Commentary

Is Google Guilty? The Only GDPR Question That Matters

Finally, we have something to say about GDPR turning a year old. And at least it's the big question, the one that truly matters. Is Google compliant?

Those three words have summed up the phony war adland has undergone all year. No journalist could open their inbox for some report or another on how many SMEs are not fully compliant. Typically, it boils down to a privacy policy that doesn't fully explain what they do with data and under which of the six legal justifications offered by the GDPR. 

Then there are all the customer surveys that have been popping up all week again, as the first anniversary nears. Suffice it to say that most Brits don't believe they've noticed a difference in how companies handle their data and around a fifth to a third, depending on which research you believe, don't know what the GDPR is or what it should mean to them.

However, all of this is merely a side story compared to the really big issue. Who cares about SMEs? The fact that people know about as much about the GDRP as they did the Data Protection Act it replaced is not a huge surprise.

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I've blogged before about how there is only really one massive question, and it involves the duopoly's compliance. 

Many questions have been raised before, but now we have confirmation that the Irish Data Protection Commission (DPC) will investigate the tech giant over its personalisation of ads via data about a user that follows them around the internet. The fact that Google, the US giant that makes most of its EU money in the UK, is being investigated in Ireland tells you everything you need to know about the tech giant.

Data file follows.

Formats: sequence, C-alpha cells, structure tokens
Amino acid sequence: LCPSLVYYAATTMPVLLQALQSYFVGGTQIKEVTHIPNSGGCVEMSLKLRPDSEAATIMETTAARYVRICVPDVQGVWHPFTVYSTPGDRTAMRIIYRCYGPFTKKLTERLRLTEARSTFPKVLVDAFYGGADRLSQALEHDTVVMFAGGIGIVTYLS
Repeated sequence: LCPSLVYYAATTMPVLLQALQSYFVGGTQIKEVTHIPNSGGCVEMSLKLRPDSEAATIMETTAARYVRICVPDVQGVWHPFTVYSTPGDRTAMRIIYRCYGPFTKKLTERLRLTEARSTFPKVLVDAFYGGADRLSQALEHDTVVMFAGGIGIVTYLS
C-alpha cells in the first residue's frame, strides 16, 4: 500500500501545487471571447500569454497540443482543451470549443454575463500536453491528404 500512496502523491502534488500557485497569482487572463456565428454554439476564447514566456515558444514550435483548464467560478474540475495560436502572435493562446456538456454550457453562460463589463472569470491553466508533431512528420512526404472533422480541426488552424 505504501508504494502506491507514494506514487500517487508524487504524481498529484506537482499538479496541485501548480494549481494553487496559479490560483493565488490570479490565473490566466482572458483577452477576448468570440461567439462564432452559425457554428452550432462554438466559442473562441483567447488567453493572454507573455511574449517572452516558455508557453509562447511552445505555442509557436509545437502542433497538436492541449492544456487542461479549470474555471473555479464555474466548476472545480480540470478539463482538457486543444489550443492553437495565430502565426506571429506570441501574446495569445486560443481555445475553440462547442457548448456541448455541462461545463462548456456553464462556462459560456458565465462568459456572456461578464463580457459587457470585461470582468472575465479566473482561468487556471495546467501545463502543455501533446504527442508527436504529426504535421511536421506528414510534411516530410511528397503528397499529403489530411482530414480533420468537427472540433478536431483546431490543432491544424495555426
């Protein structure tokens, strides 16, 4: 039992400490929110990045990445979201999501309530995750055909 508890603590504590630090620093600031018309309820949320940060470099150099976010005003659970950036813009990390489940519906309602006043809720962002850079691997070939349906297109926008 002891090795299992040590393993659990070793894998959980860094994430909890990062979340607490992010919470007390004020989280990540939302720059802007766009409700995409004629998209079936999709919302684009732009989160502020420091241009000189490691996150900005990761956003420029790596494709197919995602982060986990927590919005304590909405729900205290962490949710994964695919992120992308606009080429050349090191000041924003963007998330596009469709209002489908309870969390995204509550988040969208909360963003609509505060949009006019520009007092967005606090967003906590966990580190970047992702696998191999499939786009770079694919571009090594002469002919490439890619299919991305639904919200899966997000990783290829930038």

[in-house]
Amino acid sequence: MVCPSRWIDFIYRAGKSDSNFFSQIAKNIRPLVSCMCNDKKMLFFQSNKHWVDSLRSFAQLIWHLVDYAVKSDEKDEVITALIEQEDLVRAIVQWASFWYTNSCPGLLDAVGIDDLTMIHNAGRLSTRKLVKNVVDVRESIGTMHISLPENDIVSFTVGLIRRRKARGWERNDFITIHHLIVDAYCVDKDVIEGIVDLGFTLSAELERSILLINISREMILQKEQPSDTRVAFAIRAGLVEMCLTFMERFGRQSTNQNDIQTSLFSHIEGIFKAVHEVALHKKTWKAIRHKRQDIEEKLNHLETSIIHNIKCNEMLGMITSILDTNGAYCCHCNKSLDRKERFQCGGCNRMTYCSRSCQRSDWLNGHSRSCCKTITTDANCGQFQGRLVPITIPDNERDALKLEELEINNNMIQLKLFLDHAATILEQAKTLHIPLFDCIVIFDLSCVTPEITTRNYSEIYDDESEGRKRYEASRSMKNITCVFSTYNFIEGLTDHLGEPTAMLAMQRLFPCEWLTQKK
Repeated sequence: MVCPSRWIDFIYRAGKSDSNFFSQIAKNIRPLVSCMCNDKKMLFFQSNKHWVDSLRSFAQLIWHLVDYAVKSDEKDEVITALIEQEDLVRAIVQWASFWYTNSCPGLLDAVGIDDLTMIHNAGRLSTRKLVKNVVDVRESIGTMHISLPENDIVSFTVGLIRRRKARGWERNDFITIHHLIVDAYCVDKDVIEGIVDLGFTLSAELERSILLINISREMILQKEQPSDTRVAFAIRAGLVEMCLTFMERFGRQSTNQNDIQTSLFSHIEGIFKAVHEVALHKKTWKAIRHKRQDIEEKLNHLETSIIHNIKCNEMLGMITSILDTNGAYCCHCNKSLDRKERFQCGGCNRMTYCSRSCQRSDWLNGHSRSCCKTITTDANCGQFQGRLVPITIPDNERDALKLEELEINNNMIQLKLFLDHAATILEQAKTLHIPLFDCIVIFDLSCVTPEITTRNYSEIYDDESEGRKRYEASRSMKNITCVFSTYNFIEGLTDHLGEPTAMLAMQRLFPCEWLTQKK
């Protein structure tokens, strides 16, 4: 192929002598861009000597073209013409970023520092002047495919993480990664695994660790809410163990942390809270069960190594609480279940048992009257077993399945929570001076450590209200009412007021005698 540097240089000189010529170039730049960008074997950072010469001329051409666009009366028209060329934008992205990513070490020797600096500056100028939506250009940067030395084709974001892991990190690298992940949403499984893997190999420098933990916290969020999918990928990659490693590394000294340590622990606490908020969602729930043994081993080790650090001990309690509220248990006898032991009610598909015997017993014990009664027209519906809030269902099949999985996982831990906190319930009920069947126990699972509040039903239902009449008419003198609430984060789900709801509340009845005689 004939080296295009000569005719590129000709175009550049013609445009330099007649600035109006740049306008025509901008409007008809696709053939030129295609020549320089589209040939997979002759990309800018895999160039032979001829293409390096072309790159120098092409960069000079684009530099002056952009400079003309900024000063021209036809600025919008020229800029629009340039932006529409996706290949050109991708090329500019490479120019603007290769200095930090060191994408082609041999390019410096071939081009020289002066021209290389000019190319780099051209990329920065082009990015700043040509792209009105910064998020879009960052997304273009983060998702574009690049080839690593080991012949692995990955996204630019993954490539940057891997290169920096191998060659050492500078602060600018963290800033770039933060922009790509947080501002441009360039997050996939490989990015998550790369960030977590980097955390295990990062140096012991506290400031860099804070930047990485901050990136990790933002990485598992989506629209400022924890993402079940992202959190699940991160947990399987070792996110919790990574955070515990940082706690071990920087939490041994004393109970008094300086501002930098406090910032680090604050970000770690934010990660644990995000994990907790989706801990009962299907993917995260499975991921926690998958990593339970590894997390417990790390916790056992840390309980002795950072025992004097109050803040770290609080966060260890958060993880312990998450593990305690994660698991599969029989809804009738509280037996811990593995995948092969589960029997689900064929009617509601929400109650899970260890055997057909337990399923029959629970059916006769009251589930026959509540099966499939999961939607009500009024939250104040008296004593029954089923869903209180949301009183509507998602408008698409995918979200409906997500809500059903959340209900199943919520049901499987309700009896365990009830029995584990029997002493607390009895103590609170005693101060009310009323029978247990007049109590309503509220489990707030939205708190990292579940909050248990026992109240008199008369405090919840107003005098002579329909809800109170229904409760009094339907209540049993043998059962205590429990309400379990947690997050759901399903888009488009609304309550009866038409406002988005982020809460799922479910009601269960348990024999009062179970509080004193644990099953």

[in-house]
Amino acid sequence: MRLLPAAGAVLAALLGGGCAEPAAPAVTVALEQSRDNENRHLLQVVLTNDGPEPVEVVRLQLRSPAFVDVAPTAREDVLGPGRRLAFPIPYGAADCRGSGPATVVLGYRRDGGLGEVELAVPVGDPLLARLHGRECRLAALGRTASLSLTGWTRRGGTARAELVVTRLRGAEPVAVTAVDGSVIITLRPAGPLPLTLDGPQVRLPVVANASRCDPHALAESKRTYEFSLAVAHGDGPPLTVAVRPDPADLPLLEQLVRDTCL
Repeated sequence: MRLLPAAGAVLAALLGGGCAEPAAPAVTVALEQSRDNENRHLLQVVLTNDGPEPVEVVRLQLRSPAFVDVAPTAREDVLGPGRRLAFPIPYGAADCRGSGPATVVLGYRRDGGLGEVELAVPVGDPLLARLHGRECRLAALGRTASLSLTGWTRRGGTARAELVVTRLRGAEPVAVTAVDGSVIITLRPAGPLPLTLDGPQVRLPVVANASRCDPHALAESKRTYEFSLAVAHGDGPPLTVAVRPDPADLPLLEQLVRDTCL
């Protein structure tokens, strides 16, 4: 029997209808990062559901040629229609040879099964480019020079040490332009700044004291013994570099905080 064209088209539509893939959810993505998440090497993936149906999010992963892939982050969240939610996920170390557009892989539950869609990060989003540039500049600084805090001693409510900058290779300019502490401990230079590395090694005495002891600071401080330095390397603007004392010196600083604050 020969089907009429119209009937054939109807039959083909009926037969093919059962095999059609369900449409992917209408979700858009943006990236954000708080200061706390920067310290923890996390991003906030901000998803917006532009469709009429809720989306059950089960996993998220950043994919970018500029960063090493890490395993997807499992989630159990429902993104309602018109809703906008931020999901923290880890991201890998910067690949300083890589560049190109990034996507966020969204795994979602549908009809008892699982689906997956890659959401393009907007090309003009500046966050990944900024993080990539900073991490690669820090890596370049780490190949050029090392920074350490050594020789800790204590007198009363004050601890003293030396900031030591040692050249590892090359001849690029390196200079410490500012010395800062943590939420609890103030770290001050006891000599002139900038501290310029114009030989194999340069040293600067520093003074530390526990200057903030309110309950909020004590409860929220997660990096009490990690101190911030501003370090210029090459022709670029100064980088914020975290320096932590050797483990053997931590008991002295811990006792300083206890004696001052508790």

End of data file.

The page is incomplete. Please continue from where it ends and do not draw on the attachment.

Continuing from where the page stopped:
Yes, we're dealing with our old pal Ireland, the country at the edge of the EU that likes to pitch itself as a tax-efficient base. Readers will probably remember the EU had to get very angry with the country to force it to end a tax deal, and against its will require Apple to pay billions of Euros in back tax. You get the picture?

So Google is being investigated in Ireland, a country you can't imagine wants to rock the boat for the tech giants it harbours. If these companies could choose a potentially sympathetic EU member to be tried by, Ireland would be top of the list. 

The key question will be whether Google uses personal information. It may argue that it anonymises data, and then whether it has the correct informed, granular permissions to gather and use personally identifiable information on its properties and beyond. Further questions will be whether it has explained what the data will be used for and the legal basis for processing it.

To be honest, and I've talked with people across the industry, most people simply don't know whether the tech giant that dominates the UK digital advertising scene is compliant or not.

Most have been waiting for an investigation to be launched so they can find out, in turn, whether they have been inadvertently helping Google break the law through running campaigns using its data-targeting capabilities.

I cannot stress strongly enough that this is the decision that London's adland scene has been waiting on for an entire year and nobody knows for sure which way it will go.

The BBC predicts the investigation will take many months, possibly even a year or longer. So, if GDPR's first birthday present is a Google investigation, its second could be the verdict.  

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